The Dubai International Financial Centre. Dubai is like living in one big franchise trade show. For those looking to return home one day, your best business opportunity may be right under your nose. Picture for illustrative purpose only. Image Credit: Ahmed Ramzan/ Gulf News Archives

There’s no doubt for many who visit or move to the UAE or for those who already live here, multiple opportunities exist to invest in an international franchise or to set up their own café, restaurant, beauty salon or in any business venture for that matter. Having said this, there is also so much to consider before entering the market.

With growth come opportunities. However, such opportunities are becoming few and far between due to oversaturation within the marketplace, skyrocketing rents and shortages in prime and mid-prime commercial space. This is compounded by the fact that we live in a region with high unemployment and instability in neighbouring countries.

Those fortunate enough to leave their homes and arrive in the UAE with deep pockets look to invest and settle in a stable Arab country close to their country of birth. Those without the financial means are also arriving from other Middle East countries as well as Europe. They too have great ideas to incorporate a business or simply to find an employment opportunity.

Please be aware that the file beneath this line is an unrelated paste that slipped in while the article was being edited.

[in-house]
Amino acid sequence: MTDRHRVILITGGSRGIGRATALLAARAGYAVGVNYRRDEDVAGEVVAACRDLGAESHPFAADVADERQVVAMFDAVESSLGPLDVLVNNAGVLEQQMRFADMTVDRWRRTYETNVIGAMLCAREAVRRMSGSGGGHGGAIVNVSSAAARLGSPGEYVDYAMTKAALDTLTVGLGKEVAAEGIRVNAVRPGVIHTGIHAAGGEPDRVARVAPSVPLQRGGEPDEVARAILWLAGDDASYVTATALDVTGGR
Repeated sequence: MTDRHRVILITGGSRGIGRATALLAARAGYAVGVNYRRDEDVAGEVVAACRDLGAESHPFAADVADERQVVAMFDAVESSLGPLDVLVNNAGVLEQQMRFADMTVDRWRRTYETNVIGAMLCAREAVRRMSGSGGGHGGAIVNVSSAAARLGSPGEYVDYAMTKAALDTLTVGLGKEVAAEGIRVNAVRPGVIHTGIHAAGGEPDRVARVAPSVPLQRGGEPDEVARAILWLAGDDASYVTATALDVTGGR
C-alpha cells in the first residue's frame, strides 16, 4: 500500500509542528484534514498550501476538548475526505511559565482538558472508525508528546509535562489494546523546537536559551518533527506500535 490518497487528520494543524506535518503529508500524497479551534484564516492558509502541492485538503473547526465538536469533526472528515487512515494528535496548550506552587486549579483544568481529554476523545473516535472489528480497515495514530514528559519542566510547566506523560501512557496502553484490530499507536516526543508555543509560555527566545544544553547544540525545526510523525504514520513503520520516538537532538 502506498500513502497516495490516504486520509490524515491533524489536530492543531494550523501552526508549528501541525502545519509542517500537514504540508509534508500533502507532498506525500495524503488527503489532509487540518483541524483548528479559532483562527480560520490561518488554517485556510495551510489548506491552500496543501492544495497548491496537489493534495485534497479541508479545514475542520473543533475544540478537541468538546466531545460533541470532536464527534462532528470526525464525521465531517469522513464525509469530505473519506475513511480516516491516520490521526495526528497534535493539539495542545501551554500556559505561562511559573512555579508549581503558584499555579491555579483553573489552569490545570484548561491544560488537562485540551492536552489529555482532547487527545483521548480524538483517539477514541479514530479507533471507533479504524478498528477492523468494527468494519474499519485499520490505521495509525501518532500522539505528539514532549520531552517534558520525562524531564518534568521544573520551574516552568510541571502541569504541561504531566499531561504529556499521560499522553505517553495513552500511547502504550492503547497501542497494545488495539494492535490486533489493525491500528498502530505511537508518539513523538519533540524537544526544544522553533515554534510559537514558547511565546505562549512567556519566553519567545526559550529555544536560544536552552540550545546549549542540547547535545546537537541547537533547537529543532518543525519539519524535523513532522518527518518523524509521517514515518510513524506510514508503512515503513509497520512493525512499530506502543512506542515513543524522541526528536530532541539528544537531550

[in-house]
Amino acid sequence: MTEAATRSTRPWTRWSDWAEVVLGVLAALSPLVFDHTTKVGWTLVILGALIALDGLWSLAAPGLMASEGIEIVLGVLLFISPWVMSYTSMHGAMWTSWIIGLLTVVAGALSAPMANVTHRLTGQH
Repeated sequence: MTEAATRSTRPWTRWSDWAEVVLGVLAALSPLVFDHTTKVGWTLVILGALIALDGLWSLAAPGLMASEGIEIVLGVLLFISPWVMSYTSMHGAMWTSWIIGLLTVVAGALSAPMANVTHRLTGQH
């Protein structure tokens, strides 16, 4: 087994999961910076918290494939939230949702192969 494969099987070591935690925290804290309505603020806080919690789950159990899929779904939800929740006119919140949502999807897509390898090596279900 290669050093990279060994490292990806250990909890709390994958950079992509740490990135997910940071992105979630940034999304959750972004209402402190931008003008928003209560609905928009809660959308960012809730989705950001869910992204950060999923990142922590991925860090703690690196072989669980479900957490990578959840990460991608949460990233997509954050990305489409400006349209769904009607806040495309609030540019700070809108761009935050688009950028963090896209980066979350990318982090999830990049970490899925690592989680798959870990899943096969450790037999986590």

But with an oversaturated employment market, many would look towards starting a business with a friend or a family member, while others are fortunate to find potential investors. Having worked on the business plan and supplier secured, finding staff is easy enough. The licensing and registration fees are fine.

But looking for retail space becomes the major stumbling block. They soon realise the difficulty in acquiring a decent space anywhere in the city. Most malls have a waiting list, and if there is any space it is simply unaffordable and does not fit in within the budget of the business plans.

An example of this is a local client who has just signed a Gelato franchise from New York. She is in a crisis as she cannot find any space in any mall whatsoever. Part of her franchise agreement states that she has to open five locations a year to be a master franchiser.

Some of the responses she received are from malls that have a waiting list and only looking for top global brands ... and that’s if there is space available. Another mall, not even the largest in the city, quoted her a 3x3 meter kiosk for Dh800,000 yearly.

How many Gelato cones do you have to sell to pay the rent, salaries, franchise fees and day-to-day expenses? It is virtually impossible to make any kind of income to survive or even to get your business off the ground.

Affordable rent and space have to become available if we want to see our entrepreneurs develop. It’s a fact that small business is the fuelling catalyst of any economy. Many new clients now are having to put their ideas on hold or look elsewhere to get their foot through the door such as in the smaller emirates, or simply in commercial warehousing space outside of expensive malls and the city core.

Owners complain that having your own business is not as financially rewarding as they thought it would be and are looking to jump back into the labour market. They say their long working hours for the landlord, franchisee and suppliers leave them with hardly anything for themselves at the month’s end due to the high overheads required to run a business.